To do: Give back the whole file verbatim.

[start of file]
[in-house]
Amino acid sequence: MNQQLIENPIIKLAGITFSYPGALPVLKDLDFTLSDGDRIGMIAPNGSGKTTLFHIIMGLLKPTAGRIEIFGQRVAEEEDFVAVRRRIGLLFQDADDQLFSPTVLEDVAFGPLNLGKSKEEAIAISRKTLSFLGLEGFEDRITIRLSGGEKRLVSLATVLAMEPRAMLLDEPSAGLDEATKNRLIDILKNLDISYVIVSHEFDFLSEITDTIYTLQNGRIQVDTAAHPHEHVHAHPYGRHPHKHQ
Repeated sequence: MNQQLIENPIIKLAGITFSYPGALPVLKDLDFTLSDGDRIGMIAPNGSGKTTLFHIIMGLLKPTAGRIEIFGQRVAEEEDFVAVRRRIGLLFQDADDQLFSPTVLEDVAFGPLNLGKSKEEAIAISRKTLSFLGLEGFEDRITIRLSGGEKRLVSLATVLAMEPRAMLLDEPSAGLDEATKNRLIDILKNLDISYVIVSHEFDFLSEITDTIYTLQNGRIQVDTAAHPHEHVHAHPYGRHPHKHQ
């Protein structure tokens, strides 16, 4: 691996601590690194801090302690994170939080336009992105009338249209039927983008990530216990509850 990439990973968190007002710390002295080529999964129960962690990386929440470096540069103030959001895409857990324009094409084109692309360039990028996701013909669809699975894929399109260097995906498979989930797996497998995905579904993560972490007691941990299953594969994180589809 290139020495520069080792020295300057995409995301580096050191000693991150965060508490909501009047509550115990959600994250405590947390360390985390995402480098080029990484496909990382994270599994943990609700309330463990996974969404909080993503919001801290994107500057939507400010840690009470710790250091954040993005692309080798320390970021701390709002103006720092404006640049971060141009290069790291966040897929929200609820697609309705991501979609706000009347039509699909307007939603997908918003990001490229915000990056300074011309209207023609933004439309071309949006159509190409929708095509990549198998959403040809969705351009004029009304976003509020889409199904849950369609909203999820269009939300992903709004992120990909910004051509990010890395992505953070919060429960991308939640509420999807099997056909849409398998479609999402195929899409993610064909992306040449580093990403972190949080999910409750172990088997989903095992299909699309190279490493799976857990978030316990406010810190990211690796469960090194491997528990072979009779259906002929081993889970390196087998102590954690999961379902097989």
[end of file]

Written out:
[in-house]
Amino acid sequence: MNQQLIENPIIKLAGITFSYPGALPVLKDLDFTLSDGDRIGMIAPNGSGKTTLFHIIMGLLKPTAGRIEIFGQRVAEEEDFVAVRRRIGLLFQDADDQLFSPTVLEDVAFGPLNLGKSKEEAIAISRKTLSFLGLEGFEDRITIRLSGGEKRLVSLATVLAMEPRAMLLDEPSAGLDEATKNRLIDILKNLDISYVIVSHEFDFLSEITDTIYTLQNGRIQVDTAAHPHEHVHAHPYGRHPHKHQ
Repeated sequence: MNQQLIENPIIKLAGITFSYPGALPVLKDLDFTLSDGDRIGMIAPNGSGKTTLFHIIMGLLKPTAGRIEIFGQRVAEEEDFVAVRRRIGLLFQDADDQLFSPTVLEDVAFGPLNLGKSKEEAIAISRKTLSFLGLEGFEDRITIRLSGGEKRLVSLATVLAMEPRAMLLDEPSAGLDEATKNRLIDILKNLDISYVIVSHEFDFLSEITDTIYTLQNGRIQVDTAAHPHEHVHAHPYGRHPHKHQ
């Protein structure tokens, strides 16, 4: 691996601590690194801090302690994170939080336009992105009338249209039927983008990530216990509850 990439990973968190007002710390002295080529999964129960962690990386929440470096540069103030959001895409857990324009094409084109692309360039990028996701013909669809699975894929399109260097995906498979989930797996497998995905579904993560972490007691941990299953594969994180589809 290139020495520069080792020295300057995409995301580096050191000693991150965060508490909501009047509550115990959600994250405590947390360390985390995402480098080029990484496909990382994270599994943990609700309330463990996974969404909080993503919001801290994107500057939507400010840690009470710790250091954040993005692309080798320390970021701390709002103006720092404006640049971060141009290069790291966040897929929200609820697609309705991501979609706000009347039509699909307007939603997908918003990001490229915000990056300074011309209207023609933004439309071309949006159509190409929708095509990549198998959403040809969705351009004029009304976003509020889409199904849950369609909203999820269009939300992903709004992120990909910004051509990010890395992505953070919060429960991308939640509420999807099997056909849409398998479609999402195929899409993610064909992306040449580093990403972190949080999910409750172990088997989903095992299909699309190279490493799976857990978030316990406010810190990211690796469960090194491997528990072979009779259906002929081993889970390196087998102590954690999961379902097989």